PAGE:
If people tabled a vote of no confidence in the profession, would we survive it? asks James Berry
It was 241 years ago that 34 artists and architects were sufficiently concerned about the public understanding and appreciation of art that they used their influence to persuade the king to give his money and patronage to form the Royal Academy. They passionately believed the training of artists needed to improve, that a system of expert judgement had to be established, and that understanding and appreciation of the arts had to be made accessible to as many people as possible.
I think we face a similar turning point for architecture. A real and urgent change is necessary in the way that we train, organise and regulate those responsible for the design of the built environment. Why? Because of the combined challenges presented by climate change, the global meltdown of our financial institutions, the rapid urbanisation of our planet, and the transparently poor quality of the vast majority of our built environment.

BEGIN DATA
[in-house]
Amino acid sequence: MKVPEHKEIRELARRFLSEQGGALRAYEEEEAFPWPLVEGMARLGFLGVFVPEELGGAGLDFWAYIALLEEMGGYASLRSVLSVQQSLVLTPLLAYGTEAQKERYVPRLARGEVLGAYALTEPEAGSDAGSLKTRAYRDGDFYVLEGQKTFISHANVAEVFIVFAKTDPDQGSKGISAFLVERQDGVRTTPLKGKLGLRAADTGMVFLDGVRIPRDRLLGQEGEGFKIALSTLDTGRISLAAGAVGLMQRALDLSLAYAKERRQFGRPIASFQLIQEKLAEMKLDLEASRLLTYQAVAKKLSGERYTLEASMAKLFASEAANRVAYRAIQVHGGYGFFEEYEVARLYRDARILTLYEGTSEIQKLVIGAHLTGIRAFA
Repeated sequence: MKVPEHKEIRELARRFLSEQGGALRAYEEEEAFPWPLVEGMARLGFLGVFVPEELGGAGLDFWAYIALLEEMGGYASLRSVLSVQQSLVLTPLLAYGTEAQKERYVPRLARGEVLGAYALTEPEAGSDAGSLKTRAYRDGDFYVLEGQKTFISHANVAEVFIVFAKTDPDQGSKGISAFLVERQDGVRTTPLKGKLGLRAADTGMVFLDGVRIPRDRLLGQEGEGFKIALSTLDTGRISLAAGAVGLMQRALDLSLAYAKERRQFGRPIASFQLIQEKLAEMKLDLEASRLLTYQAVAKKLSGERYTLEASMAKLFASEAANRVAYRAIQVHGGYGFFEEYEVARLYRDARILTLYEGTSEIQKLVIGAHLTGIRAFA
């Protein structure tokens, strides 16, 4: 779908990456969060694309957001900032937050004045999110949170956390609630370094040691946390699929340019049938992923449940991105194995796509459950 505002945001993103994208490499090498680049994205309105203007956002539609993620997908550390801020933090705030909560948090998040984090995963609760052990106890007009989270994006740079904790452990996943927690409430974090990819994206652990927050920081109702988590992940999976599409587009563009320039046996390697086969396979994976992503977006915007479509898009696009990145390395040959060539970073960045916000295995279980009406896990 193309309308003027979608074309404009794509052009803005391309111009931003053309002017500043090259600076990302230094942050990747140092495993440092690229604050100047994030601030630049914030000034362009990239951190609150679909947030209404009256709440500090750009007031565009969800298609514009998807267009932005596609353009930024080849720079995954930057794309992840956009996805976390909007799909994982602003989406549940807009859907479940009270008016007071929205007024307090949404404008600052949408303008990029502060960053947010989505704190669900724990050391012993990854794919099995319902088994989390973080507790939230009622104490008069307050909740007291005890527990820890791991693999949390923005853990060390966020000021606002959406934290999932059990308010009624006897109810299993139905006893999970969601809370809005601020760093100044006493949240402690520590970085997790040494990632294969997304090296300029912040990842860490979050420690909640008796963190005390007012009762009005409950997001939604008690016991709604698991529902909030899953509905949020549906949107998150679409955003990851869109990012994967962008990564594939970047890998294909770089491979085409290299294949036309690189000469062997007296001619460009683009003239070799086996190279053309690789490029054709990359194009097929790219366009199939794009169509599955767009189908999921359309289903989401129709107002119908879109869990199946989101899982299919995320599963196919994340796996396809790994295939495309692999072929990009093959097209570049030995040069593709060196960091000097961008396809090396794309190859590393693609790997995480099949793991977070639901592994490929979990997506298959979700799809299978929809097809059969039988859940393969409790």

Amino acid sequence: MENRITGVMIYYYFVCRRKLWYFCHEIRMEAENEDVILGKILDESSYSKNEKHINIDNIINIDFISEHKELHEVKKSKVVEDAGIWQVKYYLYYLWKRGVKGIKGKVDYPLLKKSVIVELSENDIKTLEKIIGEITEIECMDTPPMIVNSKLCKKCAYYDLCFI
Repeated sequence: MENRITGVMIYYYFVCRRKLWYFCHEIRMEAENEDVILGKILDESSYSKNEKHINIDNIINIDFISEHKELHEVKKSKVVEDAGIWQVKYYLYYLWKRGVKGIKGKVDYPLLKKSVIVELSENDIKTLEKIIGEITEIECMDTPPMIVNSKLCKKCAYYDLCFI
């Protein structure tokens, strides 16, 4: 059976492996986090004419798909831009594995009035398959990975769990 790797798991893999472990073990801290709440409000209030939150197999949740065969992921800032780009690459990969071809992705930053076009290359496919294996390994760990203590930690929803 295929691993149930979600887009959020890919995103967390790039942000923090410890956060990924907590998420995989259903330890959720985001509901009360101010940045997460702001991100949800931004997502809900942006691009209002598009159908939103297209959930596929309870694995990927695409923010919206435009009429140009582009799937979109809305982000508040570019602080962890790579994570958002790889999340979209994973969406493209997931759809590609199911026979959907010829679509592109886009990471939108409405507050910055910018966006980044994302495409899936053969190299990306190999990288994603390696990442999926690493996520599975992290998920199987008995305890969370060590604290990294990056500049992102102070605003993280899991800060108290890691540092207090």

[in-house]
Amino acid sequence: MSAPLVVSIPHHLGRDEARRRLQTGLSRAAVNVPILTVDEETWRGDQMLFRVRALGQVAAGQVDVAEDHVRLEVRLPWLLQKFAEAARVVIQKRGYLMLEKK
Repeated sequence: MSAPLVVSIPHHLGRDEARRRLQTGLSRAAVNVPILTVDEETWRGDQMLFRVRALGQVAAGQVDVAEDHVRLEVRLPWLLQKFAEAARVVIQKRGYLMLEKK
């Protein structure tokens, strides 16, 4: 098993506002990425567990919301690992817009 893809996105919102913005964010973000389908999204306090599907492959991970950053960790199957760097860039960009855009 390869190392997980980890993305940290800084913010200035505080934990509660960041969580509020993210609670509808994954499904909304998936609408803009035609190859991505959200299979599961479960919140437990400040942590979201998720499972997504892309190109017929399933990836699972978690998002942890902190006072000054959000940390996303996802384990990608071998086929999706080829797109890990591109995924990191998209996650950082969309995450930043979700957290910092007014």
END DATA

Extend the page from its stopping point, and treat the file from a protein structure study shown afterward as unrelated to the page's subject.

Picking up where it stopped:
We have all heard the inconvenient truth about the potentially disastrous impact of human activity on our delicate ecosystem. But it is worth reminding ourselves of just how much of this is down to the raw material of architecture. The construction and operation of buildings is responsible for over 40 per cent of the world’s CO2 emissions.
The G8 are now preparing to tell the world that the human-induced temperature rise must be held below 2°. Such a rise could leave between 15 and 40 per cent of the world’s species facing extinction. Every day in North America people use five billion gallons of drinking-quality water just to flush their toilets, while some 1.6 million urban dwellers – many, if not most of them, children – die each year due to causes associated with a lack of clean water and sanitation.
But do we really see a dramatic change in the concerns of architecture to address this ecological imperative? How much of the millions of square feet of office space built in London gets close to being carbon-neutral?
We now have a significant and growing raft of legislation, organisations and standards, but do we really see an urgent, tangible change in design thinking? Meanwhile we rearrange different styles of deckchairs on the parade ground at Chelsea Barracks.
Isn’t it time architects focused on the problems of the real world?